Funeral Announcement For Soldier Killed During World War II (Bailey, S.)

17-135 | November 22, 2017

The Defense POW/MIA Accounting Agency (DPAA) announced today that the remains of a U.S. serviceman, recently accounted-for from World War II, are being returned to his family for burial with full military honors.

Army Pvt. Shirley E. Bailey, 19, of Charleston, West Virginia, will be buried Dec. 1 in Dunbar, West Virginia. His loss took place in the Hürtgen Forest of Germany in 1944. Fighting in the forest, an area comprising of roughly 50-square miles along the Belgian-German border, lasted from September 1944 to February 1945. Bailey, who was a medic with Company G, 8th Infantry Regiment, 4th Infantry Division, participated in his unit’s efforts to seize northern parts of the Hürtgen Forest. Bailey provided medical support to dozens of casualties during the battle. On November 29, 1944, when Bailey’s battalion was moving out, a German counterattack struck his company. Bailey rushed forward to aid a wounded man and was himself killed by enemy fire.

Due to the ongoing fighting, Bailey’s remains were not recovered by members of his unit during the battle. After the war, the American Graves Registration Command (AGRC) collected hundreds of unknown sets of remains from battlefields in Germany, and labeled each set with an X-number. One set of remains, designated X-4734 Neuville, had been recovered from an isolated grave near Schlich, Germany, in December 1946. Medical technicians were unable to identify them in the 1940s and the remains were buried in the Ardennes American Cemetery, Neuville-en-Condroz, Belgium, as an unknown soldier.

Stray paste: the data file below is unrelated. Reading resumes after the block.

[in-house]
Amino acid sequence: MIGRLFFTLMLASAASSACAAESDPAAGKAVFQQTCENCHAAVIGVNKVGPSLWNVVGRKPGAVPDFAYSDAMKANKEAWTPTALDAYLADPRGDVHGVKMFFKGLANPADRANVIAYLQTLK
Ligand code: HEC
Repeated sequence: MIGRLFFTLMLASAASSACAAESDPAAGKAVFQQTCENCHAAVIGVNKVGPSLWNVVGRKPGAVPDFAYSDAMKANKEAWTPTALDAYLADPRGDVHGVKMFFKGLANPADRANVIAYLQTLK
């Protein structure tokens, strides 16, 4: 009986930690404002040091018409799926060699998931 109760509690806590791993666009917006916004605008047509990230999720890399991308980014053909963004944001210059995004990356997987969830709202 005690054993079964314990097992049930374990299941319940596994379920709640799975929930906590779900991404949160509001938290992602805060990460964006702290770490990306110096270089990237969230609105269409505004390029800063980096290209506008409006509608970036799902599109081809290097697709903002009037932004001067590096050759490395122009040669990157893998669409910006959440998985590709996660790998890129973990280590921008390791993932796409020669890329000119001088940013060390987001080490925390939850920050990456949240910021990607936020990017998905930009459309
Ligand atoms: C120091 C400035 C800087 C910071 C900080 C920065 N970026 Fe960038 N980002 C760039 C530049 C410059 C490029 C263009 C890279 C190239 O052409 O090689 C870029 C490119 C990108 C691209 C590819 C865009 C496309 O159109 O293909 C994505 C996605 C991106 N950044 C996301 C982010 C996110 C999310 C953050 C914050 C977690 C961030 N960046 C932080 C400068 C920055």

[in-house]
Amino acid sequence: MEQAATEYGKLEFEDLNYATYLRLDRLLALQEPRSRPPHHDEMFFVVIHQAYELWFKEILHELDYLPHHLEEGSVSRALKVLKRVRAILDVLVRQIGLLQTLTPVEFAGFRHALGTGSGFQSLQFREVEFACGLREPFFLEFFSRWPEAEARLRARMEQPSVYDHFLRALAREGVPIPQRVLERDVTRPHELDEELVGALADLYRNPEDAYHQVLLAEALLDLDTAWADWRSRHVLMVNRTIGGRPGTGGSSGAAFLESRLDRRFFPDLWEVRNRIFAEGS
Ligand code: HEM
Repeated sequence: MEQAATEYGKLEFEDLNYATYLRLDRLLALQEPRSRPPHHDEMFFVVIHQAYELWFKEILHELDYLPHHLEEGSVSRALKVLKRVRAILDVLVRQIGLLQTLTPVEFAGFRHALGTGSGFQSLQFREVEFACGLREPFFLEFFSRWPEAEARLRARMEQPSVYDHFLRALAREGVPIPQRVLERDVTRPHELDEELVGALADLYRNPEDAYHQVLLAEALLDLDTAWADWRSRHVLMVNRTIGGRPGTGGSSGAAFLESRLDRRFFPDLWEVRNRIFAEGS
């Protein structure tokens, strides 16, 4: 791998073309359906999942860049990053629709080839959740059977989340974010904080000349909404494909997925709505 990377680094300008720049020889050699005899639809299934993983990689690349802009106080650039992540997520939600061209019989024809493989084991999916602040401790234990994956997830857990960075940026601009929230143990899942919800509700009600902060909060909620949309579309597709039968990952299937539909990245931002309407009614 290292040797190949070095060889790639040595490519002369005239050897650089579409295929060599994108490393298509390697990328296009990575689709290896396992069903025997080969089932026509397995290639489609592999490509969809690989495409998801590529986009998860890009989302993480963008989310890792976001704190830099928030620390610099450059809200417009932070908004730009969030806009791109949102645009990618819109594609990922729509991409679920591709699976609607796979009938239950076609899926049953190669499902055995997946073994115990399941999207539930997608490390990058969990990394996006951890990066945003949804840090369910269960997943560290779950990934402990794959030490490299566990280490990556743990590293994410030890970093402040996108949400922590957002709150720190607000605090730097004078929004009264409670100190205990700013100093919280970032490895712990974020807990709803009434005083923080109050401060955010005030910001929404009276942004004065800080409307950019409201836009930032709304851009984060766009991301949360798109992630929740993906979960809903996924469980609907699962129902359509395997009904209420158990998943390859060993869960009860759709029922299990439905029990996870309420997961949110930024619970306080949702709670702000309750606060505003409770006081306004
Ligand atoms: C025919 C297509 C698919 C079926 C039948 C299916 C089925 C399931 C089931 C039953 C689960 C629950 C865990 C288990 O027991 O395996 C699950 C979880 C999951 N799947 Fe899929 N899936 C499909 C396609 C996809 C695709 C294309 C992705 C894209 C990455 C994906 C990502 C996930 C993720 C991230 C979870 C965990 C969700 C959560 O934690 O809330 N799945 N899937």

In October 2016, DPAA researchers made a historical association between X-4734 Neuville and Bailey, based on the recovery site of the remains and his location of loss. On June 26, 2017, X-4734 was disinterred and sent to the DPAA laboratory at Offut Air Force Base, Nebraska.

To identify Bailey’s remains, scientists from DPAA and the Armed Forces Medical Examiner System used mitochondrial (mtDNA) DNA analysis, which matched his family, as well as dental and anthropological analysis, which matched his records, and material evidence.

DPAA is grateful to the American Battle Monuments Commission for their partnership in this recovery.

Of the 16 million Americans who served in World War II, more than 400,000 died during the war. Currently there are 72,975 service members (approximately 26,000 are assessed as possibly-recoverable) still unaccounted for from World War II. Bailey’s name is recorded on the Tablets of the Missing, an American Battle Monuments Commission site in the Netherlands. A rosette will be placed next to his name to indicate he has been accounted for.

For additional information on the Defense Department’s mission to account for Americans who went missing while serving our country, visit the DPAA website at www.dpaa.mil, find us on social media at www.facebook.com/dodpaa or call (703) 699-1420.